Newspaper Archive of
The Billings County Pioneer
Beach, North Dakota
Lyft
April 7, 1960     The Billings County Pioneer
PAGE 2     (2 of 8 available)        PREVIOUS     NEXT      Full Size Image
 
PAGE 2     (2 of 8 available)        PREVIOUS     NEXT      Full Size Image
April 7, 1960
 

Newspaper Archive of The Billings County Pioneer produced by SmallTownPapers, Inc.
Website © 2020. All content copyrighted. Copyright Information.     Terms Of Use.     Request Content Removal.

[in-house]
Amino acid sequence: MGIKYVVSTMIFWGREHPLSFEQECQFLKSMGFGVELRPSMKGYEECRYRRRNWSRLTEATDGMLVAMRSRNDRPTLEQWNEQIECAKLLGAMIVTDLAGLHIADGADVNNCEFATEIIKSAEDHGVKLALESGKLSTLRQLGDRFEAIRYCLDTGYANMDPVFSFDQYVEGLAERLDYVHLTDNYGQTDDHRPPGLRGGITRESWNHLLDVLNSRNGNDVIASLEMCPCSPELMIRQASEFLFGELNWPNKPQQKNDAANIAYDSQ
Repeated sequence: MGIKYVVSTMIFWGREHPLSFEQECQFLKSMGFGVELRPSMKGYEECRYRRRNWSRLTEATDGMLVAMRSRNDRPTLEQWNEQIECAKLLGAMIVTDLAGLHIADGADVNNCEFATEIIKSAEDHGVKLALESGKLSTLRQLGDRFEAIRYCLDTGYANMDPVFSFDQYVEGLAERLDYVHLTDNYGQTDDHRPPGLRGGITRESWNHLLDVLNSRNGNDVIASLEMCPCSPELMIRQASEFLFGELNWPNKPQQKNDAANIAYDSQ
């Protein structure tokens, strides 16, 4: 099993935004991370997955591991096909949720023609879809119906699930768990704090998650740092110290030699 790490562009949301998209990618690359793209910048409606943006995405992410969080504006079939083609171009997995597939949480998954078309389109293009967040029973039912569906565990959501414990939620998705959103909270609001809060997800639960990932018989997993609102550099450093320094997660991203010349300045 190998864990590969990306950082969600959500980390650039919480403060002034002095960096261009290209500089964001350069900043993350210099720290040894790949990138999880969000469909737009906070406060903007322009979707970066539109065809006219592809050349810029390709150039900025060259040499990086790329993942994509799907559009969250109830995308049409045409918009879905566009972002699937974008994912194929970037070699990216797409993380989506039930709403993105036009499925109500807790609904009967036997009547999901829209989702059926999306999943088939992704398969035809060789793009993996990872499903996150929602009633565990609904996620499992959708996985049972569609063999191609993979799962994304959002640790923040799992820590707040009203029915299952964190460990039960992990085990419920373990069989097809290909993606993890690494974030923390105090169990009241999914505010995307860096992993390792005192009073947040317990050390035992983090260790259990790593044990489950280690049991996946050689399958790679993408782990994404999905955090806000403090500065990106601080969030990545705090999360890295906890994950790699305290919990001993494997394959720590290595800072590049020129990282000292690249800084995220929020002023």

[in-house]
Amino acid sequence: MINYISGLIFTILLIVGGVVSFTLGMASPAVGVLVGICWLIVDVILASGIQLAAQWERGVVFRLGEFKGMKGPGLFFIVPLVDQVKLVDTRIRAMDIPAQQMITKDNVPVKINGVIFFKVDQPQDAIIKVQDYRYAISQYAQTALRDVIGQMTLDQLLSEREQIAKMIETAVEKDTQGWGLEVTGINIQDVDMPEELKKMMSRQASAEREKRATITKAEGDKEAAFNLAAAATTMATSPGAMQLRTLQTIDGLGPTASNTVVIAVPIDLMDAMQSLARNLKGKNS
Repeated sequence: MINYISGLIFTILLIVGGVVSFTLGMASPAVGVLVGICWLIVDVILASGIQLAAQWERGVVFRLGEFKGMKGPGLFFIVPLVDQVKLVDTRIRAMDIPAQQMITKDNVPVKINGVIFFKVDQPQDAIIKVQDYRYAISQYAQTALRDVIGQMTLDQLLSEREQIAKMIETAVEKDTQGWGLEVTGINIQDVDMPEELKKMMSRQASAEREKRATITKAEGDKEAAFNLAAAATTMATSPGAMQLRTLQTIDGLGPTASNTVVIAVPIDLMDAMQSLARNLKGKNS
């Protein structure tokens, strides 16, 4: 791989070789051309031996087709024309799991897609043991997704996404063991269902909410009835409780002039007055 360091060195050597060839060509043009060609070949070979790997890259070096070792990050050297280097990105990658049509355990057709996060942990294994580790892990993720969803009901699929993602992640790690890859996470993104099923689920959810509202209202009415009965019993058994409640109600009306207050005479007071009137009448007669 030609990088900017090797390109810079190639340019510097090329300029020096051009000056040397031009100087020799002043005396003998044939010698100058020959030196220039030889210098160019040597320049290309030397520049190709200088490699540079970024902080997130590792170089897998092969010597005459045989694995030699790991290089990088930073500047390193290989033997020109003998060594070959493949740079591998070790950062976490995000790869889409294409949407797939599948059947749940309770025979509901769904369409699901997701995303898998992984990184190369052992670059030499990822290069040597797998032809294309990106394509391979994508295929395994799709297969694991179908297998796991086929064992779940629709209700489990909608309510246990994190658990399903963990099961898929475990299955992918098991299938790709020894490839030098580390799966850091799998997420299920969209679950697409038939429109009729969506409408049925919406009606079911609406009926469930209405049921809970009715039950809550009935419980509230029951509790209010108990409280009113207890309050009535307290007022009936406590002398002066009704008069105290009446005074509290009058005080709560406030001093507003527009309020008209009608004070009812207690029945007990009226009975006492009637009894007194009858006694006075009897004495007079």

BILLINGS COUNTY PIONEER -1 Ifllr s l around the vent and tailhcad will I' 'A I CROP MARKET TRIP ]1~ 1 ~ . ran wes ,oo I aw Awara ~? F:aA~i2NNrERgFFA eros re ]['~,0afluepanmem PP P P "I'~1 " j,~ ~ . [ inkled with pepper. ~ "IT "l IF duction awards for 1959 are being "l'~II"~ " I Use malathion to control no~ -in0n0rs lvmrrav . . ,=,ans Radio let ~v ~,jj~,vsA fern fowl mites. Use two table-I -- ~ reviewea ann winners will be l 1"1111~1~ ~'~C~1~ !spoons of 57 per cent emulsifiable/ William S. Murray of Bismarckr " [ A statewloe ramo network Ior named to receive an all-expense highway department vehicles should ~,~UlIII~ L.I~III liquid or 21/a ounces of 25 per cent l has established a $I00 annual sch- trip to Minneapolis later in the be ready for operation next win- Mandan's "Trail West" board of ! wettable powder in one gallon of I r hid o b known as the Mur [ year, according to Ernest L. De- ter, according to Highway Commis- h ola s t e - directors has announced that t e !water to spray 100 to 150 birds, tray Award at the University of A]:bon, NDAC. adviser of the North stoner A. W. Wenfz. seconc[ Season Of tl~e ou~cloor (sustel,i~ - drama will open June 29th. " 1Malafihion at four perh:entirStren;loN#rtohfDl~Iku~ayL:?atSl~hO%tenlZn~:]Dakota FFA Association. He said the raGIo system is still in the planning stage but that con- Many members of last year's cast gth may be dusted on t e b ds, o,[ K. Murray: his uncle William CuLnS human, wnnot presmem shuctiou have indicated their desire to re-!if the litter is dry, dusted on the Stwart Murray who died in 1957; of the FFA Association. asks all and Paula Emma Murray, his father' North Dakota Future Farmers who (,f some 35 transmitting of the agricultural research Ser- vice, at Mandan, eO~vgrazing greatly redueed stanas of the grasses. Ranchers w~ere~ unsnarl ill )nestora~ion because most of Che seed remain- cd dormant. Tests at the Northern Great Field Station, Mandan showed that various strains of the grasses have different seed dormancy charaet- eristilm. These Gtriain~ are bemg turn for the coming year. and ap- plications are coming in almost daily for openm.gs in the cast and for the various positions available at the site. Seating arrangements have been revised and simplified for the com- ing year, with just two prices on all tickets. General admission tickets will be $2.011 on the new plan. Reserved seats will still be available in the center section at $3.00 per person. Children under 12 will he admitted for half price as they were last year. Additions and improvements are planned for this year and with the cooperation of local citizens advance tickets will be sold for the opening week, POULTRY PARASITES LOWER EGG RETURNS Lice an'd mites on laying hens will cut egg production more than you ma~ realize, Iowa experiment station research men compared records of 12 pens of five hens each that were infest- ed wi~h um chicken body louse x~ith 12 pens of five hens each thal were free of lice F~g rPcords over thle 14-~,vlpr& period ~f th' tc,s~ showed an over-- all loss in egg production of 15 per cent because of louse infestation. Infested hens produced 26 per eem fewer e~gs lhan the noninfesled hens during the last 10 weeks of the test and 84 per cent fewer eggs during the final weeks of the test period. At the end of the period, there was an estimated average of 25.01)0 lice per infe.~tcd hen Irving J. Mork, NDAC extension poultry marketing agent, says that the ~-edtt~tion i~ egg productio~ from parasites would be even more pronounced in North Dakota. since the dominant parasite of this type in the state is the northern fowl mite. rather than the body louse, Fowl mites cause more irritation and do considerably more damage li~ter at the rae of one pound per ,50 to 60 square feet of floor space. If the litter is damp, dusting it will not be effective. Dr. Carlsen To Speak in 1~'. Anne Carlsen, st~perintendent of ~e North Dakota crippled c~ild- ren's school a~ Jamestown has left on a speaking tour of Australia and to dedicate a crippled child- ren's school there. Dr. Carlsem. who was born with- out fee~ or hands, last year re- ceived the President's annual tro- phy as the Handicapped American cf the Year. Her two--qnontlh tour of Austra- lia is sponsored by tlhe New South Wales Society for Crippled Child- ren and RoCary International. A native of Grantsburg, Wis Dr. Carlson was educated at St. Paul Luther academy. She earned a bachelor's degree at 11he University of Minnesota, a master degree at the University of Colorado and a doctor's degree at Minnesota. TAX FORMS EASY IF YOU KEEP RECORDS Taxpayers who kept good finan- cial records last year should have no IroubIe preparmg their 1959 fed- eral income tax return, District Di- rector B. J. Rockwood of the in- ternal revenue service advises hap- pily Complete records are especially ir~portantL he saM, to taxl~yers who elect to itemize deductions in filing. Accurate expense records also are essential if a taxDayer's return is selected for audit, he warnea. All records should ,be retained for at least three years from the filing deadline ---53--- to poultry than body lice. Up to March 1, 1960 The Bank of Cheek your poultry for lice or i North Dakota has made 981t GI mites, if you hope to keep produc- home and farm loans, 544 FHA ~ion top~ and treat the bird if they home loans, 937 Student loans, 379 need it. I.f they are infested with Farmers Home Administration northern fowl mites, the feathers Loans. who died in 1964. The first award will be presented at Honors day in April. The schol- arship will be granted annually to the graduating law s~Ld~nt who distinguishes himself in legal writ- ing and draftmanship. 'Dhe winner of the annual award will be selected by the Law school faculty, according to Dean. O. H. T.~aorvaodsg ar d. "Special recognition and thanks is given to William S. Murray," Dean Thormodsgard said, "for establishing an award which gives special honor to his father, who excelled in preparing his pleadings and briefs besides having a well- known reputation as a trial lawy- er ~ 'l~e younger Murray, who is a 1939 graduate of the UND Law school, has taken special interest in writing legal articles for pub- lication in the North Dakota Law Review publicat:on, The elder Murray died March 9 in Bismarck. will include crops in their farming programs in vocational agricultural practices, with emphasis on pro- ducing clean gram of high quality. Other practices stressed are soil testing, fertilI~ng'to recommenda- tion, using check steps, planting clean treated seed of recommend- ed varieties, weed and insect con- trol, approved harvesting methods. and keeping adequate records. Apptlicants ~hose work during the year is worthy of recognition receive an all-expense trip to Min- neapolis where they observe grain marketing procedures and tour points of interest. The vocational agriculture instructor frffm the e2~apter achievir~g the most out- standing results in crops produc- tion receives an all-expense trip ~o the Dow Chemical plant in Mid- land. Mi.ch. The awards are made poss*ble by contributions from F. H. Pea- vey & Com,pany. Dew Chemical Co. and the Wisconsin Alumni Re- search Foundation. towers and other facilities should s~arl th~s summer. Money for the system was ap- propriated by the 1959 Legislature to match civil defense funds pre- viously avmlable. More than 250 highway depart- ment vehicles -- trucks, cars and snowplows -- will be equipped with two-way radio when the system goes into operation. Control stations win be located in each of. the department's seven districts. . - RESEARCH AIMED AT BUNCIIGRASS RETURN Two valuable perennial bunch- grasses--- once abundent but now scarce in the West---may return as forages. USDA scientists are zrying to develop strains of Indian r~,4egra,ss and green n~bedlegrass whose seed will sprout instead of remaining dormant. Indications are tha~ the new strains can be developed without ~d~e charactm'istic of seed dorman- cy, says G A. kegler, agronomist crossed in efforts to select for in- creased germin ~ ion. However, dormancy decreased as seed aged. For example, sevn year ola green needlegrass seed averaged 71 per cent germination, but seed a year old averaged only ~ per cent ger- mination. Moist-chilling or scarification of lthe seed with acid increase germ- ina~ion, but these methods are cumbersome, costly, sometime dan- gerous, and not always successful. Indian rieegrass grew ex~ensive- ly on arid ann semi-arid ranges in the West and Canada. A pala- table, nuCrRious forage, it was ~razed in suram~r and winter Green needlegrass grew widely on ~[he central and northern Great Plains. It is palatable, nutritious. has good seedlingvigor, and yields well. ---O-- Aboul half the pepole of South Am.~rioa live m Brazi' World Book Encyclopedia says Brazil is the largest country in South Ame- rica and t:he fourth largest country in the woa'!d. 242" GUN WA~ .~'/~HTED YOU COULD TO/qN IwlE OVE.~ 7"0 T/4F. LAW FOR ATTEMP7~D / WHAT WOULD YOU --/F /Z) KILL W/4Y ~OES HONE~7" WANT,PAN~E.~ ,~EAD KNO I, V. ~/ 0t~/, /,'IAC./ YOU cAN 14 LP 20 Yf~tR$ AP&iU---John Armonas. 55, of Wickliffe, Ohio, kisses hl~ wise. Barbara, at Copenhagen's airport after they joyfully ended a 20-year ~eparation. Mrs. Armonas and her son, John Jr 20, were allowed to leave Lithuania by the Russians when Premier Nikita S. Khrushchev. during his tour of the United Stat~s, personally promised Armonas they could leave. AIR POLLUTION POSES derstood. This is t~e cumulative SERIOUS HEALTH THREAT effect, acute and temporary irrita- Despite the fact tna~ peopm take tion of the eyes and other membr,- in more than 10 times as much air anes,sueh as produced by a city s by weight, each day as they do smog, appears to cause little or no food and water combined, littl~ long-range cLamage and therefore thought is given to the quality o iTM somewhere near the borderline air we use, according to W. Van I between health effect and nuisance. Heuvelen, executive director of the] The striking rise of lung cancer state health dept. j as a cause of death in some of the Today we are forcibly reminded l industrialized parts of the world of the importance of the air we'has focused intense public inter- es| on research for its cause, Van breath--some 115,000 q~art~ daily, Heuvelen pointed out. He also not- Van Heuvelen stressed, because as ed that recent studies show paral- metroplitan areas grow and indust- lels between air pollution and mart- ries become more diverse, the vast qua ti es of vca~te thrown into airy rates from cancer of the sto- the air intermingle and react chem- znaeh argt le~opl~gt~ similar to icall~ to create unlimited new air those from lung cancer. conditions that could cause injury. Added up the evidence, Van Heu- velen said, it is abundantly clear "We know polluted air can make tha~ acute air pMlution can cause us cry, sneeze, and cough; can corrode buildings, splotch laundry, ruin paint, and make towns depres- sing places in which to live and work," the healffa official stated. He added, "we have rosen to su- spect that breathing polluted air may have long-term effect on our hea~tN, surpas.~ing in ,ml~,~nce anything we yet can Drove." The impact of polluted air on our health appears to take two general forms, Van Heuvelen said. The flrs~ m m~re dramatic~ better known, and, fortunately, rarer--acute "epi- sode" resulting from deadly com- inatio~s of man-made pollution and bad weather The second is harder to detect, harder to document, and less un- deat~ among the aged and infirm and serious illness in the general population. It is possible mat irrifants in the air cause changes in the tissues of the respiratory tract and harn~er breathing. Sill unproved, but supported by accumulating evidence, is the the- ory that air pollution contributes significantly to mortality rates of many of the "urban" diseases of contemporaiw society, including art- eriosclerotic and other heart con- ditions, and cancer of the lung, ~raahea, stomach, and esophagus. The total assets of The Bank of North Dakota on February 26, 1960 were over 143 million dollars. --/8 / /O/,/EST JO/'./N / 'A/TIH 7o FRO/ / You? WILL /. 00~" 0/ /7"~1~:~